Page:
There’s not been much news about BlueStack’s Android-based GamePop unconsole for a while, but now the company is coming out with a bang.
It’s just announced a $13 million VC round, bringing its total funding to $26 million.
And equally significant is that the lead funder was Samsung Ventures.
Mobile games get bigger
“The size of the mobile gaming market, combined with the unique technology BlueStacks has developed for these games to run smoothly on TV made this an easy choice for us,” said Ilseok Yoon, Vice President at Samsung Ventures.
“The control mechanic they have developed for mobile gaming on TV makes it feel like the games were developed for TV in the first place. It’s very impressive.”
Existing investors including the likes of Qualcomm, AMD, Andreessen-Horowitz, Qualcomm, Intel, and Ignition Partners also participated.
Of course, it should be pointed out that Samsung Ventures’ involvement doesn’t necessarily mean the involvement of Samsung itself, but nevertheless this is clearly a big win for the Ouya/GameStick competitor.
Devil and the details
There are still unanswered questions about GamePop, however.
For one thing, there’s some debate about when the hardware will ship.
It’s still expected to be ‘sometime before the end of 2014’, but given the company says that it’s radically changed its design from a cube to something that’s “the size of your thumb” - this suggest the only option available will now be the GamePop Mini device - it’s clearly a fluid situation.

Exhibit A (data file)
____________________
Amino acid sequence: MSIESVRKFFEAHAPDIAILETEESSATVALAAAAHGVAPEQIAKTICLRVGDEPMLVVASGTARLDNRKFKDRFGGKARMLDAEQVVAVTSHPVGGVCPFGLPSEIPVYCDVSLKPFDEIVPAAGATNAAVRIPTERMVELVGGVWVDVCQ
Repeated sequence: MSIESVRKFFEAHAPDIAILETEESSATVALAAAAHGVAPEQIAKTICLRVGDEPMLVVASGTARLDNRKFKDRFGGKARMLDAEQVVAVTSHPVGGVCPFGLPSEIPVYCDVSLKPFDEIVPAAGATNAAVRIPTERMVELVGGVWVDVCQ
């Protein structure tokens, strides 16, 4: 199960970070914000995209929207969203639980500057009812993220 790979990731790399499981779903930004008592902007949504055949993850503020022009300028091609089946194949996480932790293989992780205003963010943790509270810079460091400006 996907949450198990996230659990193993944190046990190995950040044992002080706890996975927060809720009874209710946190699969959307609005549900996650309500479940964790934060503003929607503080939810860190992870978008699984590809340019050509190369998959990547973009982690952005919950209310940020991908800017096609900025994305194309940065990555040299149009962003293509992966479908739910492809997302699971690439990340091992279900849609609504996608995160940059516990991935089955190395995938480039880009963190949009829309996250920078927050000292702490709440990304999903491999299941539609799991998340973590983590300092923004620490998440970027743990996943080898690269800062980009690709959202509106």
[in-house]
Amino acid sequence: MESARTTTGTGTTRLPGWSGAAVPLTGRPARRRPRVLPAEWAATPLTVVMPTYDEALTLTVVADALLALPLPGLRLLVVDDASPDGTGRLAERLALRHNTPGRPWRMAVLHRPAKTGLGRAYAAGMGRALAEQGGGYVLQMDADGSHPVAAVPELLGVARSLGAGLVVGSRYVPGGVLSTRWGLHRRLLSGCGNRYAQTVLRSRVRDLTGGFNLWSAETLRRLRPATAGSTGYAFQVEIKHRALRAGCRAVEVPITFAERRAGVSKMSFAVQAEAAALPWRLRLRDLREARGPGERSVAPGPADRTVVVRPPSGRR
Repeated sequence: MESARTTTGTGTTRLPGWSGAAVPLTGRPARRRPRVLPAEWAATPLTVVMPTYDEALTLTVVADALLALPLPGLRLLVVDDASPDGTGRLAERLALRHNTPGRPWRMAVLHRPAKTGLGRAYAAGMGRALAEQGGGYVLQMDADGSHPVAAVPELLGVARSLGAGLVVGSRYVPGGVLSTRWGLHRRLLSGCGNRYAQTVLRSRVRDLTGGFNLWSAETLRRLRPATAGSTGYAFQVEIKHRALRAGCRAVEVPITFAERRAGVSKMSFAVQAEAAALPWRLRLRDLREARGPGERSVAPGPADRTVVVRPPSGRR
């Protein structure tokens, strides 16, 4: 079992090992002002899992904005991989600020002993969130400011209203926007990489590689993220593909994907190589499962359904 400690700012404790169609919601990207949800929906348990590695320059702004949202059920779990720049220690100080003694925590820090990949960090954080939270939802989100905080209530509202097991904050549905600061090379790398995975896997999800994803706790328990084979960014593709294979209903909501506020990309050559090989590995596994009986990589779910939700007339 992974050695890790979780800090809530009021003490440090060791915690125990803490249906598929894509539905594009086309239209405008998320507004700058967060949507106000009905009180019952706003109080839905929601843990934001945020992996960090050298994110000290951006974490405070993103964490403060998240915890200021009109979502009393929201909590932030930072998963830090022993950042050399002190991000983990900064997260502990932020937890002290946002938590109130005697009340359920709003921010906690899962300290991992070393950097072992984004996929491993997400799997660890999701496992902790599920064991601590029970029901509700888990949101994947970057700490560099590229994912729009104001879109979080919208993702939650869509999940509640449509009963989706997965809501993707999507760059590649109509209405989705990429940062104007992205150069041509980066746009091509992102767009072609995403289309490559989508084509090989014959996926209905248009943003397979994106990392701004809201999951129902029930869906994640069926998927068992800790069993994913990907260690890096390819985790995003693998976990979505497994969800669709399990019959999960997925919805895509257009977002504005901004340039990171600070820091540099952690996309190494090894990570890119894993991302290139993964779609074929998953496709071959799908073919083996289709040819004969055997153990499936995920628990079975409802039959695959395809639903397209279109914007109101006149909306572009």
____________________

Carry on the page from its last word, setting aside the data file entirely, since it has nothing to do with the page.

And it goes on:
Similarly, BlueStacks says that it’s no longer handling distribution of the hardware but that this will now be undertaken via “large cable companies”, the biggest of which will be announced “soon”.
Again, more known unknowns.
But, we do have some knowns.
For one thing, BlueStacks has been running its white label mobile app and games virtualisation platform for Windows and Mac for a number of years. It claims 100 million users of its various services.
Similarly, GamePop also has support from a large number of game companies ranging from Ubisoft, Warner Bros and Halfbrick to Glu Mobile, GREE, TinyCo and Creative Mobile. Partly this because you don’t have to radically change mobile games to get them to run on BlueStack’s platform.
However, the rub is consumers get the GamePop hardware for free, paying a monthly price of $6.99 for an all-you-can eat subscription service, and they have to have a compatible smart TV, running Android or Linux.
It’s these issues that presumably has seen BlueStacks moving from its original direct relationship with its consumers to partnering with cable companies, even though this will restrict the number of countries the service will be available in, and put off for users who prefer the simpler approach of buying hardware upfront without a subscription.